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Of Fortitude.

* For a man to be completely happy, there is required the perfection of all moral virtues, and yet this is not enough. For virtues do rather banish misfortune, and but show us joy, than establish felicity: which is not only an utter alienation from all affliction, but an absolute fulness of joy. And since the soul of man is infinitely more excellent than every thing else it can meet withal in this world, nothing upon earth can satisfy it, but in the enjoying of the greatest abundance of all the delights, that the most nimble-witted man can frame to himself; for that his soul will still have a farther desire, as unsatisfied with that it enjoys. Therefore, the perfection of happiness consists in the love of God, which is only able to fill up all the corners of the soul with the most perfect joy; and consequently to fix all it's desires upon those celestial joys that shall never be taken from it. But this, as it cannot be obtained by discourse, but by unfeigned prayer and

the assistance and illumination of God's grace, so it is not my purpose to prick at it. And for that part of felicity which is attained to by moral virtue, I find that every virtue gives a man perfection in some kind, and a degree of felicity too: viz. Honesty, gives a man a good report; Justice, estimation and authority; Prudence, respect and confidence; Courtesy and Liberality, affection and a kind of dominion over other men; Temperance, health ; Fortitude, a quiet mind not to be moved by any adversity, and a confidence not to be circumvented by any danger. So that all other Virtues give a man but an outward happiness, as receiving their reward from others; only Temperance doth pretend to make the body a stranger to pain, both in taking from it the occasion of diseases, and making the outward inconveniences of want, as hunger and cold, if not delightful, at least sufferable.'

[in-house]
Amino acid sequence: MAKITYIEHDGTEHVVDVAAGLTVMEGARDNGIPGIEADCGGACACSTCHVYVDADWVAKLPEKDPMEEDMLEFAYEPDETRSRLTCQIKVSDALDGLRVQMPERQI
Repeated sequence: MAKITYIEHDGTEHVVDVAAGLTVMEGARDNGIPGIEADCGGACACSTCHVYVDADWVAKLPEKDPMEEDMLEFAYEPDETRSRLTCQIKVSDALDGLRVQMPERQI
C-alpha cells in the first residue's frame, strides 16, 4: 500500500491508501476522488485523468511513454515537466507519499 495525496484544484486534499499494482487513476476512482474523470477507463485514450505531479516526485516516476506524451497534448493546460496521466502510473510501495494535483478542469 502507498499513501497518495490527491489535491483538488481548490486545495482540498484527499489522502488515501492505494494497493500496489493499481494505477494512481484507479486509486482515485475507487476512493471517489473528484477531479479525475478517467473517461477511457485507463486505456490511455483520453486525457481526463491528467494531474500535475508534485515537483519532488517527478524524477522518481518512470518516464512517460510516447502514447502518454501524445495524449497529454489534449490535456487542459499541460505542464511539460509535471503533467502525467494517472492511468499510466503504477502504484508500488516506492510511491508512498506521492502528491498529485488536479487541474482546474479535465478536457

122

SIR FRANCIS DRAKE.*

(1545–1596.]

THIS celebrated navigator was the son of Edmund Drake a mariner, † and was born at a village near Tavistock in Devonshire, in the year 1545. He was the eldest of twelve brothers; and the father being encumbered by so large a family, Captain Hawkins, his mother's relation, kindly took him under his patronage, and gave

him an education suitable to the sea-service. By his interest Drake was, at the age of eighteen, appointed purser of a ship trading to the Bay of Biscay. At twenty, he made a voyage to Guinea : and at twenty-two, became Captain of the Judith ; and in that capacity visited the harbour of St. John de Ulloa, in the gulf of Mexico, where he behaved with great gallantry in the glorious action {

* AUTHORITIES. Campbell's Lives of the Admirals ; Johnson's Life of Drake ; Biographia Britannica; and Rapin's History of England.

† “ A clergyman,” says Johnson, “ who being inclined to the doctrine of the Protestants, at that time much opposed by Henry VIII., was obliged to fly from his place of residence into Kent for refuge from the persecution raised against him, and those of the same opinion, by the law of the Six Articles.”

| The Viceroy of Mexico, contrary to his stipulation with Hawkins, and in violation of the peace between Spain and Eng.